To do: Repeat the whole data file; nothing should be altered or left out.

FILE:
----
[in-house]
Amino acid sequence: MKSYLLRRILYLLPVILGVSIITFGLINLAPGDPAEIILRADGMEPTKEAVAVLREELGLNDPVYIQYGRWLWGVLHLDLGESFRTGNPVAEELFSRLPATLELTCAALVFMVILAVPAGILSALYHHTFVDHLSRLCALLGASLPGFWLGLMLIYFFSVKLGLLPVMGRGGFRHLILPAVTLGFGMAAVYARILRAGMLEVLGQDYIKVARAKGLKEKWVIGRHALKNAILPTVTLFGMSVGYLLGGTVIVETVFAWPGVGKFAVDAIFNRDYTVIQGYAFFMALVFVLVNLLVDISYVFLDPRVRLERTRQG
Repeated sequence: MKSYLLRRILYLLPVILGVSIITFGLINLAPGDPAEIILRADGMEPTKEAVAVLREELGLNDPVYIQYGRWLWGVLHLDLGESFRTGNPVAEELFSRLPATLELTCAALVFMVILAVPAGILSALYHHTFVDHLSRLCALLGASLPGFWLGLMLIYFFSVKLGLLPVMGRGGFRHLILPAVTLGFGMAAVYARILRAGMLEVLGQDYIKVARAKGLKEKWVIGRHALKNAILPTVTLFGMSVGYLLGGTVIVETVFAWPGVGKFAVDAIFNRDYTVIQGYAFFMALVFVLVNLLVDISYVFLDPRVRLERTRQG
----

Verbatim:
[in-house]
Amino acid sequence: MKSYLLRRILYLLPVILGVSIITFGLINLAPGDPAEIILRADGMEPTKEAVAVLREELGLNDPVYIQYGRWLWGVLHLDLGESFRTGNPVAEELFSRLPATLELTCAALVFMVILAVPAGILSALYHHTFVDHLSRLCALLGASLPGFWLGLMLIYFFSVKLGLLPVMGRGGFRHLILPAVTLGFGMAAVYARILRAGMLEVLGQDYIKVARAKGLKEKWVIGRHALKNAILPTVTLFGMSVGYLLGGTVIVETVFAWPGVGKFAVDAIFNRDYTVIQGYAFFMALVFVLVNLLVDISYVFLDPRVRLERTRQG
Repeated sequence: MKSYLLRRILYLLPVILGVSIITFGLINLAPGDPAEIILRADGMEPTKEAVAVLREELGLNDPVYIQYGRWLWGVLHLDLGESFRTGNPVAEELFSRLPATLELTCAALVFMVILAVPAGILSALYHHTFVDHLSRLCALLGASLPGFWLGLMLIYFFSVKLGLLPVMGRGGFRHLILPAVTLGFGMAAVYARILRAGMLEVLGQDYIKVARAKGLKEKWVIGRHALKNAILPTVTLFGMSVGYLLGGTVIVETVFAWPGVGKFAVDAIFNRDYTVIQGYAFFMALVFVLVNLLVDISYVFLDPRVRLERTRQG